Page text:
Top media outlets call on the US to stop prosecuting Julian Assange
Top media outlets call on the US to stop prosecuting Julian Assange

Washington: Major media organizations in the US and Europe that worked with the WikiLeaks founder said on Monday that the US should drop the prosecution of Julian Assange because of concerns about press freedom.

The editors and publishers of The Guardian, The New York Times, Le Monde, Der Spiegel, and El Pas wrote an open letter stating that "the indictment sets a dangerous precedent and undermines America's First Amendment and freedom of the press." threatens to do."

Assange is wanted by US authorities on 18 counts, one of which is an allegation of espionage, in connection with WikiLeaks' publication of private US military records and diplomatic cables.

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His supporters claim he is a victimized anti-establishment hero who exposed American wrongdoings, including the wars in Afghanistan and Iraq.

On Monday, it will be twelve years since those media outlets joined forces to publish snippets from the more than 250,000 documents Assange obtained as part of the infamous "Cablegate" leak.

The information, which exposed the inner workings of US diplomacy around the world, was leaked to WikiLeaks by Chelsea Manning, a US soldier at the time.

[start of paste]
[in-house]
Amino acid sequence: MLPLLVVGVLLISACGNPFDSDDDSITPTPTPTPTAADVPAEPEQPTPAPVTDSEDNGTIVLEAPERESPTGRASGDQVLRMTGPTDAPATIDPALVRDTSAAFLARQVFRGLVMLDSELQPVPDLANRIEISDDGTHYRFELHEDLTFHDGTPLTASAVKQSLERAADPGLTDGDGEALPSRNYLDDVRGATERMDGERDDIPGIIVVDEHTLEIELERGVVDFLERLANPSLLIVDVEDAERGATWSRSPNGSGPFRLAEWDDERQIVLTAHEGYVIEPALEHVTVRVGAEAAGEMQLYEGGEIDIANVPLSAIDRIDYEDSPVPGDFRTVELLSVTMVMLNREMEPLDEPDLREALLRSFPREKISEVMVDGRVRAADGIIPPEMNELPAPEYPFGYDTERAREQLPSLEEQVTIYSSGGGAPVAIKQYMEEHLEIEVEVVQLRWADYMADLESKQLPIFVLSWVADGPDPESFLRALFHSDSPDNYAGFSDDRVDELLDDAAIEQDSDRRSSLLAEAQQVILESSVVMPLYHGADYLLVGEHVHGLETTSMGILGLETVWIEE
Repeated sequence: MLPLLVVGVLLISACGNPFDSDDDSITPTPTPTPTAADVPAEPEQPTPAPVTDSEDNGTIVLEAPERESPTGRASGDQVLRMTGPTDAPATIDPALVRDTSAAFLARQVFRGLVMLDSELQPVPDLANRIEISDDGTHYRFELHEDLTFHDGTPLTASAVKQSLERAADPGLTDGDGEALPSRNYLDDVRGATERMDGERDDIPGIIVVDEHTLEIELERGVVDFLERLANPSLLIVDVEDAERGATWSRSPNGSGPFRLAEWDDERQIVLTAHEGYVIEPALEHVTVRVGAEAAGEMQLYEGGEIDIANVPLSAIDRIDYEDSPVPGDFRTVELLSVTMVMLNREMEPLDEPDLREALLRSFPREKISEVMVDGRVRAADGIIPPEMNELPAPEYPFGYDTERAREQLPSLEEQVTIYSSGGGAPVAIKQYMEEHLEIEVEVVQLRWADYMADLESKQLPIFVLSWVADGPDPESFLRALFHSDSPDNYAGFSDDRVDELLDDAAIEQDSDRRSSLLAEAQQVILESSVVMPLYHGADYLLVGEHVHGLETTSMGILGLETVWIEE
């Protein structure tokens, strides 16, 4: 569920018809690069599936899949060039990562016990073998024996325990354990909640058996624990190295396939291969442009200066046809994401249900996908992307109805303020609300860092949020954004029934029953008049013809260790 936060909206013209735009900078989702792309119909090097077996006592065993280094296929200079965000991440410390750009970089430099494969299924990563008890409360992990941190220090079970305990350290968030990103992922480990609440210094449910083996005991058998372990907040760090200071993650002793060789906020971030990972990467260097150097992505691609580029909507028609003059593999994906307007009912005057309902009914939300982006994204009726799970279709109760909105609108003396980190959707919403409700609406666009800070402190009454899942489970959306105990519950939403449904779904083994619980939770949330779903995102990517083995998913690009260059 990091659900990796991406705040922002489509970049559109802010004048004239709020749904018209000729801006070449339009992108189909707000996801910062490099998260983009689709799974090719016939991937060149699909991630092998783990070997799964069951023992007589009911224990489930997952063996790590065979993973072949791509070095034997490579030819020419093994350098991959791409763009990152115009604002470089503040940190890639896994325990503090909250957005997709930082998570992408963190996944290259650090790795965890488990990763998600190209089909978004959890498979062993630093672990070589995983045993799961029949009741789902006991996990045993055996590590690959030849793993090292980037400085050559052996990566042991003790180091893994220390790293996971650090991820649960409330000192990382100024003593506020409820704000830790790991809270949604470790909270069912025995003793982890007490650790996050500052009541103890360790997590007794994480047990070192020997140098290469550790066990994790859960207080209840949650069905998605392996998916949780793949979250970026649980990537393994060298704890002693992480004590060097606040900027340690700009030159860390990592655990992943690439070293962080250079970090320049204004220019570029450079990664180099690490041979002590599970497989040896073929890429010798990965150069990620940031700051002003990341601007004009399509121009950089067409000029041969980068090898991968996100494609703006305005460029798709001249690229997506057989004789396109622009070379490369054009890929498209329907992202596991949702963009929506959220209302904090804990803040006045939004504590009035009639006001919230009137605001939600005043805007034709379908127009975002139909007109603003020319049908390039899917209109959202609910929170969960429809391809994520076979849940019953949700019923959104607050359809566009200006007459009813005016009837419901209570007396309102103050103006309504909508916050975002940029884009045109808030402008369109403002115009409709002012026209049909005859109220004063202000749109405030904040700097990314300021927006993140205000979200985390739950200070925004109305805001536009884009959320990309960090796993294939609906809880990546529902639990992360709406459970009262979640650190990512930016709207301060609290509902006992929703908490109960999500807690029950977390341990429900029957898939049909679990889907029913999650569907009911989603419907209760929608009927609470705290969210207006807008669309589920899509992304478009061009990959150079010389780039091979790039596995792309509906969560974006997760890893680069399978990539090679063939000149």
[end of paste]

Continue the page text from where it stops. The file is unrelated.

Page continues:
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According to the letter, the documents "exposed corruption, diplomatic scandals and international espionage cases." A group of journalists and lawyers filed a lawsuit in August against the CIA and its former director Mike Pompeo, claiming the spy agency watched them while they were visiting Assange while they were living at the Ecuadorian embassy in London. went to meet

Assange lived in the embassy for seven years before being hauled up and jailed in 2019 for breaching his bail conditions. While his extradition case is being resolved, he is imprisoned in London. If extradited to the US, he could face up to 175 years in a maximum security prison.

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In a protracted legal dispute that has lasted more than ten years, his legal team has appealed to the High Court in London to block his extradition. In their letter on Monday, the media outlets said that "publishing is not a crime."

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